Yerington armory becomes city hall

Retired Maj. Gen. Robert Herbert stands in front of the Yerington City Hall, which is named after the longtime Nevada guardsman.(Photo: Steve Ranson / LVN)

Retired Maj. Gen. Robert Herbert stands in front of the Yerington City Hall, which is named after the longtime Nevada guardsman.(Photo: Steve Ranson / LVN)

YERINGTON — On a spring-like Wednesday morning in Yerington, retired Maj. Gen. Robert Herbert mingled with friends and fellow guardsmen he hadn’t seen in years.
Current and retired guardsmen, along with a number of community members and government officials from Yerington, gathered at the former Nevada Army National Guard armory south of the airport to honor Herbert, whose name has now become a permanent fixture on the remodeled building. The facility is now known as the Maj. Gen. Robert T. Herbert Administrative Building.
When Herbert first learned his name would be affixed to the facility, he was speechless.
“I never thought I accomplished enough to justify having my name on a building, but there were people who thought otherwise,” he said. 
For those socially distanced in the former armory’s drill hall, guests listened to comments from Nevada’s adjutant general, Maj. Gen. Ondra Berry, and Yerington Mayor John Garry, who was first elected in 2019. They also saw a portrait of Herbert placed on an easel. Garry said the acquisition of the armory was a dream come true. Over the years the Nevada Army National Guard has re-examined its usage of a number armories in rural Nevada, which are miles away from the major population bases for drilling soldiers. The guard approached the city of Yerington about the availability of the armory, and negotiations began in early 2020.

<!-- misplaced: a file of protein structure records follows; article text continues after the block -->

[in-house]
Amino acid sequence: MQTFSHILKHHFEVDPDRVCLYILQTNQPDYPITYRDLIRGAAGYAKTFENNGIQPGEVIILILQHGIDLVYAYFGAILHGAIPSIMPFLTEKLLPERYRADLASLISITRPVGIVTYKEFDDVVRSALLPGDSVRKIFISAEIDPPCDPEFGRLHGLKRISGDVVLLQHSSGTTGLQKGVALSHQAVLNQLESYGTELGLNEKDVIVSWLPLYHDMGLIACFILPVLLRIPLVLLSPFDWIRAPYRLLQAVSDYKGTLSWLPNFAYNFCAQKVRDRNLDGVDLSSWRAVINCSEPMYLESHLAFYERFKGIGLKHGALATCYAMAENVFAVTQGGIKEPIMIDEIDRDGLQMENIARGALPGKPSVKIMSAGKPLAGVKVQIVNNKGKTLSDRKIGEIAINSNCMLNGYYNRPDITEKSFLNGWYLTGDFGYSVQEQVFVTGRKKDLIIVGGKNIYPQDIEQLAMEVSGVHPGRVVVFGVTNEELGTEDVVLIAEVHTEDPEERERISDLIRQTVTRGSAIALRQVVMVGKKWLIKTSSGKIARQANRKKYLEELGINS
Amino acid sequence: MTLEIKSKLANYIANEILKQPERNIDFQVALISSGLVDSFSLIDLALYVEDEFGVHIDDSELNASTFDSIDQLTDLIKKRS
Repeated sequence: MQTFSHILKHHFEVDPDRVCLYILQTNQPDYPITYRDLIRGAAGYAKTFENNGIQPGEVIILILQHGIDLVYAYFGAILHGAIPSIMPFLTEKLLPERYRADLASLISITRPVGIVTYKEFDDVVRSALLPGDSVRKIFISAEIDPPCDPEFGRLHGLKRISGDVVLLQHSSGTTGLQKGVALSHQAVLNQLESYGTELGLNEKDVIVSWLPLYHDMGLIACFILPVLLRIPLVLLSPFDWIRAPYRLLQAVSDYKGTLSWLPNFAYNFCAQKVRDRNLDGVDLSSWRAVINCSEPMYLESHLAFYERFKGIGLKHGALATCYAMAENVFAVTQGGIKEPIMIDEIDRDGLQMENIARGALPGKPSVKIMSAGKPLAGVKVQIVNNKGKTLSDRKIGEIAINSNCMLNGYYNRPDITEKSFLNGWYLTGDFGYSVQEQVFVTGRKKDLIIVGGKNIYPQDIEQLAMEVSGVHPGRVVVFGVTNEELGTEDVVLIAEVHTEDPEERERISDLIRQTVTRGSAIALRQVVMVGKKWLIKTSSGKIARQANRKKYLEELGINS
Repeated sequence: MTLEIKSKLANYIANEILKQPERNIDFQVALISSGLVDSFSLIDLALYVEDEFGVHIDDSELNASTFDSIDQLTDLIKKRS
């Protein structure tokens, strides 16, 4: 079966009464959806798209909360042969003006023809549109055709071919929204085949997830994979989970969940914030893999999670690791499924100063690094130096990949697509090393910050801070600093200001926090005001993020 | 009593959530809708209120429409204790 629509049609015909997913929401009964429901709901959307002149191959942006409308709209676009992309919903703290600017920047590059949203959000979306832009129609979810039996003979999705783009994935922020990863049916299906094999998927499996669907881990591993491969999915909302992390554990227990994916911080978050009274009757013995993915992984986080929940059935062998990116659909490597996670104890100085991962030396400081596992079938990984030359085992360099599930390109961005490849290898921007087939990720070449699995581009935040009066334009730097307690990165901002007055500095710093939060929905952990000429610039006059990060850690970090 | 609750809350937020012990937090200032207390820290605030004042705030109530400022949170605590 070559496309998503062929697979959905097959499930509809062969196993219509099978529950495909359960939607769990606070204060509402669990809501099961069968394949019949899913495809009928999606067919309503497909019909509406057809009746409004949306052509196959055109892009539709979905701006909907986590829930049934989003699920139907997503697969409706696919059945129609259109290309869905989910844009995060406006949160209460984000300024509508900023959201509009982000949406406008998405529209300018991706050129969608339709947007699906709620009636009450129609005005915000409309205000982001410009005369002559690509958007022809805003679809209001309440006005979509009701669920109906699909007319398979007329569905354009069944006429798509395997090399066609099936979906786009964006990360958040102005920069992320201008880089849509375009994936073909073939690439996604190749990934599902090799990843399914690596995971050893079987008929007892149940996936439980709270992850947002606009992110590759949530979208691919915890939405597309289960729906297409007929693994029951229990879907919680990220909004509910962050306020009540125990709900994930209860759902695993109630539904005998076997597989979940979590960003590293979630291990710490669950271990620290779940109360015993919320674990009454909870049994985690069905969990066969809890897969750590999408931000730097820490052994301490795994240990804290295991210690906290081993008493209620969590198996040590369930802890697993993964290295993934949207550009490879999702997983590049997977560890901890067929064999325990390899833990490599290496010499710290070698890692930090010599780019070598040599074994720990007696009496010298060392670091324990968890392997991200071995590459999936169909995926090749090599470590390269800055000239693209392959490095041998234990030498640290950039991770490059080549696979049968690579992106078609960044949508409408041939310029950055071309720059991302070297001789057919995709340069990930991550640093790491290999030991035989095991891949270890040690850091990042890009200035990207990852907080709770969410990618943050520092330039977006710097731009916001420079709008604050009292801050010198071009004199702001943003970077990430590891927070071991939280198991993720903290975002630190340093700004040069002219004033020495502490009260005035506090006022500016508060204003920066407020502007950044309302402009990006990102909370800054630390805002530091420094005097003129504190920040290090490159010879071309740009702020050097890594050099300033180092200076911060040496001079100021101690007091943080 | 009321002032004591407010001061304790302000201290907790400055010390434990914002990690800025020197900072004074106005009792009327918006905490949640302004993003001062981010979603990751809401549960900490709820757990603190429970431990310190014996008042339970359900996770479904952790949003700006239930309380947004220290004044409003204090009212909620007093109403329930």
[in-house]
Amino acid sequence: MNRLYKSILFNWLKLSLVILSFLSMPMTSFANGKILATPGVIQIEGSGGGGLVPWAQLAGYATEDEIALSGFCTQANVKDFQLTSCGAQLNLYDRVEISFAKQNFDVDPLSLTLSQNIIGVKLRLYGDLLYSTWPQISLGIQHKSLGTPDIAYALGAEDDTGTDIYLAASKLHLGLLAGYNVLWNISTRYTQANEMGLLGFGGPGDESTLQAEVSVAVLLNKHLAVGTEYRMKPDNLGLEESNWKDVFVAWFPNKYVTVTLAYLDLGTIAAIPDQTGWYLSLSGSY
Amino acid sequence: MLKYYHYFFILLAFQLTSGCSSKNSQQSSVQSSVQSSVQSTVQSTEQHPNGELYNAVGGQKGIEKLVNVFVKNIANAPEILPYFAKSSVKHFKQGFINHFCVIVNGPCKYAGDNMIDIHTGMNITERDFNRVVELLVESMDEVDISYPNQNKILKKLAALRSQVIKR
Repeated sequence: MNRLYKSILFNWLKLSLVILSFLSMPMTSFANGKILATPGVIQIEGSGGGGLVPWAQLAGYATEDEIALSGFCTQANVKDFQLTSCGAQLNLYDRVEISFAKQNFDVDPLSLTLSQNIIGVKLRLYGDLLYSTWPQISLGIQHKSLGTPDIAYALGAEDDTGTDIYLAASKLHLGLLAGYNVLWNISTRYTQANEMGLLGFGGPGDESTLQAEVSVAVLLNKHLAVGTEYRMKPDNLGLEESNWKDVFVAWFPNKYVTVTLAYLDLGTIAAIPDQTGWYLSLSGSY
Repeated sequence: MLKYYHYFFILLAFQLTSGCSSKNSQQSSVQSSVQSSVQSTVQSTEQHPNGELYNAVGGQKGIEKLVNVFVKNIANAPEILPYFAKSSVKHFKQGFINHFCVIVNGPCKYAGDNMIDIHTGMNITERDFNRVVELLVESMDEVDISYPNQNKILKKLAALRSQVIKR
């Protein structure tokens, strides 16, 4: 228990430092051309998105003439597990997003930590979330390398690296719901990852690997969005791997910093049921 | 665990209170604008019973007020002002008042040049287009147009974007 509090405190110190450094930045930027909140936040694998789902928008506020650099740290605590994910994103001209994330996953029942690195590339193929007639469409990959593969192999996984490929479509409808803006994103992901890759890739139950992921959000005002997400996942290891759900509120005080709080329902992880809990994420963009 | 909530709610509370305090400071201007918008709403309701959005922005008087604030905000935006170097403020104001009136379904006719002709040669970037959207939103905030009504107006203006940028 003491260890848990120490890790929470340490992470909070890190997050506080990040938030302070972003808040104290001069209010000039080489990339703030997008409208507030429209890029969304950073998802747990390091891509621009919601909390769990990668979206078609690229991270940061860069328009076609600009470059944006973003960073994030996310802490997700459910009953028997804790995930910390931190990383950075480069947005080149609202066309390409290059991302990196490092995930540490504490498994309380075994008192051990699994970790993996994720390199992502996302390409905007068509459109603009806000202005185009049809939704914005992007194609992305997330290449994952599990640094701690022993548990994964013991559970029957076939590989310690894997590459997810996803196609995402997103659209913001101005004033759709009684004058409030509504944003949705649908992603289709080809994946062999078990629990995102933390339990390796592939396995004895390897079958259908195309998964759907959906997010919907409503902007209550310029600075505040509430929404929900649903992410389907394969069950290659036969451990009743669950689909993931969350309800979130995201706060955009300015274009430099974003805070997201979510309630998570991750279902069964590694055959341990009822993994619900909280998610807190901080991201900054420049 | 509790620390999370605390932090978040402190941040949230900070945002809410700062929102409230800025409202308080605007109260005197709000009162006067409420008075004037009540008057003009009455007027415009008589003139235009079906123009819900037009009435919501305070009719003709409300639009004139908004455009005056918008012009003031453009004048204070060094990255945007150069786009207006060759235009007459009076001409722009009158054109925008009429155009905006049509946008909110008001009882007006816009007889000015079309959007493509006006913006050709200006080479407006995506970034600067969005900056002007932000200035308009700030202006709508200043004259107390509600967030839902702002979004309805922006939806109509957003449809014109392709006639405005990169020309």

“As a representative of the community, I am grateful to receive this facility,” Garry said, explaining the former city hall had seen better days. “When this (the armory) became open, it was a Godsend.”
Garry — who also praised his predecessors, George Dini and Jim Sanford — said an abundance of gratitude has come from the city, but he was a little surprised to learn that Herbert would be the honored guardsman. The first-term mayor said he expected the honoree would have been selected posthumously.
Garry explained he read Herbert’s biography and accomplishments that spanned over 45 years and was impressed. He said people of this caliber are in leadership positions in the military and government.
“We are well served,” Garry added.
Herbert, now in his early 60s, said afterward the National Guard and communities have a close relationship.
“Being a guardsman is awesome because you are so embedded with the community,” he pointed out. “You understand the community, and you have the opportunity to take care of the community.”